The first day of Kirstin Lobato’s evidentiary hearing for two ineffective assistance of counsel claims in her habeas corpus petition began at 1:15 p.m. on Monday, Oct. 9, 2017 in the Clark County Courthouse in Las Vegas.
Ms. Lobato was convicted in 2006 of voluntary manslaughter and other charges related to Duran Bailey’s homicide in Las Vegas on July 8, 2001. She is incarcerated serving her sentence of 13 to 35 years in prison.*
She filed her habeas petition in May 2010, in the Clark County District Court.
The hearing was ordered by the Nevada Supreme Court. It is determine if Ms. Lobato’s trial lawyers provided ineffective assistance of counsel for failing to investigate and present forensic entomology and forensic pathology evidence discovered after her trial that establishes Bailey died after 8 pm on July 8. During her trial the prosecution conceded that credible alibi witnesses establish she was at her home in Panaca — 165 miles north of Las Vegas — the entire afternoon and evening of July 8. Her petition asserts the jury would not have found her guilty if it had known the evidence Mr. Bailey died at a time the State has acknowledged she was 165 miles from Las Vegas.
Ms. Lobato’s first witness was David Schieck, who was her court appointed trial lawyer. Schieck was assisted during the trial by two pro bono lawyers from San Francisco, Sara Zalkin and Shari Greenberger (now Shari White).
Schieck was questioned by attorney Barry Scheck, co-founder of the Innocents Project in New York, which is representing her pro bono.
To establish her representation was deficient, Ms. Lobato had to elicit testimony from Schick that the decision not to investigate or present the exculpatory forensic time of death evidence was not a “strategic” decision by her lawyers.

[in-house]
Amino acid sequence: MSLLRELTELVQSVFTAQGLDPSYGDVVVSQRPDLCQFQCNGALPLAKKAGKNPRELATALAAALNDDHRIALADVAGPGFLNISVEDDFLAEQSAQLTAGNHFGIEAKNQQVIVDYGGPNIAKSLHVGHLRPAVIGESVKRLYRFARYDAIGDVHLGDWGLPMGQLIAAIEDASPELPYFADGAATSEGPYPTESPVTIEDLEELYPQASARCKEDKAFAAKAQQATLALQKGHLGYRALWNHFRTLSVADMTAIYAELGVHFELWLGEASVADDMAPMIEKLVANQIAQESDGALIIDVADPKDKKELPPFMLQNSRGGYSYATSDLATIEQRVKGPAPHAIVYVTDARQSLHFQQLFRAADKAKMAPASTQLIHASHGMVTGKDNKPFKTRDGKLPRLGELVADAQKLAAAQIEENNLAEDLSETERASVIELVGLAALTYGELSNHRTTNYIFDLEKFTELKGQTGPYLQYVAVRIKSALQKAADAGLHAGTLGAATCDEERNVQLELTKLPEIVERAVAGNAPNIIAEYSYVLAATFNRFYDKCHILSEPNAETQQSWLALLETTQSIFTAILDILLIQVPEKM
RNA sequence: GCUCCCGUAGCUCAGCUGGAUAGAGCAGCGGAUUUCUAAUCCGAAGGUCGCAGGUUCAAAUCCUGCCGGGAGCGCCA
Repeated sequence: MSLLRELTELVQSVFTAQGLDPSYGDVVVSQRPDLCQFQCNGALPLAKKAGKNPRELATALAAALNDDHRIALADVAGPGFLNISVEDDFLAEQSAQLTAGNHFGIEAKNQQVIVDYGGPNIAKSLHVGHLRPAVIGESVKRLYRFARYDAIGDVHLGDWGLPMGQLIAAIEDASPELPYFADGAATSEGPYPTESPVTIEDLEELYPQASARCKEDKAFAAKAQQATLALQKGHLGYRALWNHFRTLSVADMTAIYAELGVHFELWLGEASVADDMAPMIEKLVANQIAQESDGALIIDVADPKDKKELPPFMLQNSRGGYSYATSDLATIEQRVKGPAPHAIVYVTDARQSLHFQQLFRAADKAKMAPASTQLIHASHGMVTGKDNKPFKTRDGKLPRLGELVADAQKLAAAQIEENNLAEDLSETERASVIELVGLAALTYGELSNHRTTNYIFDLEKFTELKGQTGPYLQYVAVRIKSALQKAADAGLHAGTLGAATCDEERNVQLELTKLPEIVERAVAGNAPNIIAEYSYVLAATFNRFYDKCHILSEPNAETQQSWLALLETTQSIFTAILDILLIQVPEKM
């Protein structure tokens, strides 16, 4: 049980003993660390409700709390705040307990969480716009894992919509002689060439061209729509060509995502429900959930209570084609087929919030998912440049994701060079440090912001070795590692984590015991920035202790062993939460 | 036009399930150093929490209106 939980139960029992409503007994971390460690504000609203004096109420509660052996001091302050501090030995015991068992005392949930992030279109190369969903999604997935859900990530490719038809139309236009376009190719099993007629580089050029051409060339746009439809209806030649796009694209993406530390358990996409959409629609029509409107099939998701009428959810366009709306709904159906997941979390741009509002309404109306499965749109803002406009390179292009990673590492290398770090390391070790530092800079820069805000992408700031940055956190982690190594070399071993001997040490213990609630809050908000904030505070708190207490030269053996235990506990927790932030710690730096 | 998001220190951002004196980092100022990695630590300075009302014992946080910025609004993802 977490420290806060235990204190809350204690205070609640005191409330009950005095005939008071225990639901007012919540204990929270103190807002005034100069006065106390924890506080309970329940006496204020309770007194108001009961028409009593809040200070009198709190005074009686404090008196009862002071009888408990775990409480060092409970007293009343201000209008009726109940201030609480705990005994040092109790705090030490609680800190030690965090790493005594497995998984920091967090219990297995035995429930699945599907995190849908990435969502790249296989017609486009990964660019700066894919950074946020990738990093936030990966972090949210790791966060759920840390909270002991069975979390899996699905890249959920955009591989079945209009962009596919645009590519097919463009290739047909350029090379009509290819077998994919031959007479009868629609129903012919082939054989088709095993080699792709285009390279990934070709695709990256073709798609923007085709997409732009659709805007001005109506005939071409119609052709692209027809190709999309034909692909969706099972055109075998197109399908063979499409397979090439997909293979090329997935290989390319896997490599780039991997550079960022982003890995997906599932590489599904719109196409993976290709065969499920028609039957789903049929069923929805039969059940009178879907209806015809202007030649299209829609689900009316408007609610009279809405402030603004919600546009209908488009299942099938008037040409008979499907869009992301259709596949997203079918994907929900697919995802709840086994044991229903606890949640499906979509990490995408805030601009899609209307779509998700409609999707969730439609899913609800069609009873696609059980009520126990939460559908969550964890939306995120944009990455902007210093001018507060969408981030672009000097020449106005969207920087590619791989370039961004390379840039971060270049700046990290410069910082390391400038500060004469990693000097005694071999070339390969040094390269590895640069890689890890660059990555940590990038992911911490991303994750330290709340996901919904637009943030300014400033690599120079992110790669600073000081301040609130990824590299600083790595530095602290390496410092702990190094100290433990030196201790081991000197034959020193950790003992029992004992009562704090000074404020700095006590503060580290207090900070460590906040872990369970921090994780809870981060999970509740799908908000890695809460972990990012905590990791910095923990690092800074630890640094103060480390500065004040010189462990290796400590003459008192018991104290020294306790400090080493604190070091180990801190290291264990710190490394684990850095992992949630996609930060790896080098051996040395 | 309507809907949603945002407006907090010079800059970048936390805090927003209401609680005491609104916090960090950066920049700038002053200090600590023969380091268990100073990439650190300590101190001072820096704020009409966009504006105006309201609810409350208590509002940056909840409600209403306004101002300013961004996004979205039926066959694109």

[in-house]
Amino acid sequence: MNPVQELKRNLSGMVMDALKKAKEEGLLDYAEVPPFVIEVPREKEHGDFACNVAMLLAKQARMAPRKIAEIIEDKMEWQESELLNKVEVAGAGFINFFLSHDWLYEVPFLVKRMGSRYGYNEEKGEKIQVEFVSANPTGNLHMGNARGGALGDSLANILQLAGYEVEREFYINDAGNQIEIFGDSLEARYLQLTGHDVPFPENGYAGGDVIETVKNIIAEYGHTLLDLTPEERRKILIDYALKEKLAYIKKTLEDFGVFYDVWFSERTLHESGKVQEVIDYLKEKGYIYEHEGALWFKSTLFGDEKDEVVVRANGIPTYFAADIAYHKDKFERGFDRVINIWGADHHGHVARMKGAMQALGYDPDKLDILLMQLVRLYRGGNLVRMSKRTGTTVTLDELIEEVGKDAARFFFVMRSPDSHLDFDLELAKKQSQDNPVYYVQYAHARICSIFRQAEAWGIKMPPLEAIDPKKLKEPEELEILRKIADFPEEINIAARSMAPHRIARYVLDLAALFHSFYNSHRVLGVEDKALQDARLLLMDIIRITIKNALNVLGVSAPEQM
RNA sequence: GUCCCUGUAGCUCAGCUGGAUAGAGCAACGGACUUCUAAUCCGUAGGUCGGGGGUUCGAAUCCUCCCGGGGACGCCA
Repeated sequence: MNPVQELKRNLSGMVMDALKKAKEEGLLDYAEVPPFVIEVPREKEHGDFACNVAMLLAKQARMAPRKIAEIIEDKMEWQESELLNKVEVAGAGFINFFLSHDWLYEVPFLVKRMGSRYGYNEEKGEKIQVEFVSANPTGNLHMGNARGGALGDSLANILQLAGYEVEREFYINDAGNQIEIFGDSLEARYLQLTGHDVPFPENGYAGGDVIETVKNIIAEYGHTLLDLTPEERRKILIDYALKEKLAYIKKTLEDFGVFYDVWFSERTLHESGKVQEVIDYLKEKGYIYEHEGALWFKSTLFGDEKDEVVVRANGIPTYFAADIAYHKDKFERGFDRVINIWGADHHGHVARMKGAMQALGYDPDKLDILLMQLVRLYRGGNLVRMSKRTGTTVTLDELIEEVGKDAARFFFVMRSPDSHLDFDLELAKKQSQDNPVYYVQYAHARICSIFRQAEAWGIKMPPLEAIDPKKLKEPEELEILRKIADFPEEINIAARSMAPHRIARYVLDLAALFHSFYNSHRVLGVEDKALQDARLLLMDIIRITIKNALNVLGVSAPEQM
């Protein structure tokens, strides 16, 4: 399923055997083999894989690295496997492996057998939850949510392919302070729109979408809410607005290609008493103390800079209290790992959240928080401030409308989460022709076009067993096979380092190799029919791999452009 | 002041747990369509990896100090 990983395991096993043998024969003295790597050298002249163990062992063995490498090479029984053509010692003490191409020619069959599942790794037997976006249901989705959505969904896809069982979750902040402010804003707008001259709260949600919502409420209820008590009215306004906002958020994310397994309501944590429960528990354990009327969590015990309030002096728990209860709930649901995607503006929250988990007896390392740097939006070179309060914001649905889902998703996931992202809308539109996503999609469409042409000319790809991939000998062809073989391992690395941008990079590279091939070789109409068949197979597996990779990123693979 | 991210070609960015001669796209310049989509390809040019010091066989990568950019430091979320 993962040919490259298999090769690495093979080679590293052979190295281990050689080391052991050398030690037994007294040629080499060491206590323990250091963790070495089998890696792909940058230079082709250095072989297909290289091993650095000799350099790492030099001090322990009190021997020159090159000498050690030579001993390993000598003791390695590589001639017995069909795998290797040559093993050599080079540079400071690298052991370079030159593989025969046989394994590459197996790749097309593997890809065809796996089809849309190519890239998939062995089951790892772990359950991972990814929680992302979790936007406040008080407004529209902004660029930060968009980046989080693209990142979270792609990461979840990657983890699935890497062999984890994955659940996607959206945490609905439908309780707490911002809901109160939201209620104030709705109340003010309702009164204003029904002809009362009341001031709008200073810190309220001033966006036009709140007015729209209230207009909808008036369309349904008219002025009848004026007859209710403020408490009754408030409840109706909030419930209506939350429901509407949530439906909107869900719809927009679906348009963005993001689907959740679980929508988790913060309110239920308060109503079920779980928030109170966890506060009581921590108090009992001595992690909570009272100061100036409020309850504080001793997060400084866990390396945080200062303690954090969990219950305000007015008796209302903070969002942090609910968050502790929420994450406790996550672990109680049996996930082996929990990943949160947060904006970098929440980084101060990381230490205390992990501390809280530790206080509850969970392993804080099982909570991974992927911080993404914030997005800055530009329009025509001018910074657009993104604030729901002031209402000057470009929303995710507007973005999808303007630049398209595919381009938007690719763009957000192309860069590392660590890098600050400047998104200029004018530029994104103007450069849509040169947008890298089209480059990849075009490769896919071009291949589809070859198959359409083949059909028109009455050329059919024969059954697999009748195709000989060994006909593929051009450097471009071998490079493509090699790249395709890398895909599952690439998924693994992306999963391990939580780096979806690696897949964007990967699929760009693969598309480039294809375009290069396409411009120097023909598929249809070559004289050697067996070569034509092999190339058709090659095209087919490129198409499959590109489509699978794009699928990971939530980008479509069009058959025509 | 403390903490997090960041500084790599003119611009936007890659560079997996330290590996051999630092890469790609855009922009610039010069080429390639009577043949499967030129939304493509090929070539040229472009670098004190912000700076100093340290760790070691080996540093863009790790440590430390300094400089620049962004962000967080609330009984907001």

A summary of Schieck’s key testimony follows:
1. Schieck tried repeatedly to deflect responsibility for the final decision making process in the hiring of experts to Zalkin and Greenberger. However, he was the lawyer of record: they were California lawyers only allowed to practice in Nevada for the duration of Ms. Lobato’s trial.
2. He knew that Zalkin and Greenberger were both inexperienced at representing murder defendants, while at the time of Ms. Lobato’s trial he had represented over 60 people charged with murder.
3. The core of Ms. Lobato’s alibi defense was she was home in Panaca at the time of Bailey’s death in Las Vegas.
4. He knew her alibi evidence was extremely persuasive that she was in Panaca the entire afternoon and evening of July 8, 2001. (In fact, the prosecution conceded during their closing argument the evidence established she was in Panaca from 11:30 am until after Bailey’s body was found that evening.)
5. That the defense presented no evidence about Bailey’s time of death.
6. At the time of her trial he was aware that entomology evidence could be important to establish a victim’s time of death.
7. That neither he, Zalkin, nor Greenberger consulted with a forensic entomologist to obtain their evidence about Bailey’s time of death.
8 That the failure of he, Zalkin, and Greenberger to consult with a forensic entomologist was not a strategic decision.
9. That if the defense had presented the forensic time of death evidence Ms. Lobato discovered after her trial that it could have affected the jury’s verdict finding her guilty.
10. He stated: “On reflection, I absolutely should have consulted with a forensic entomologist.”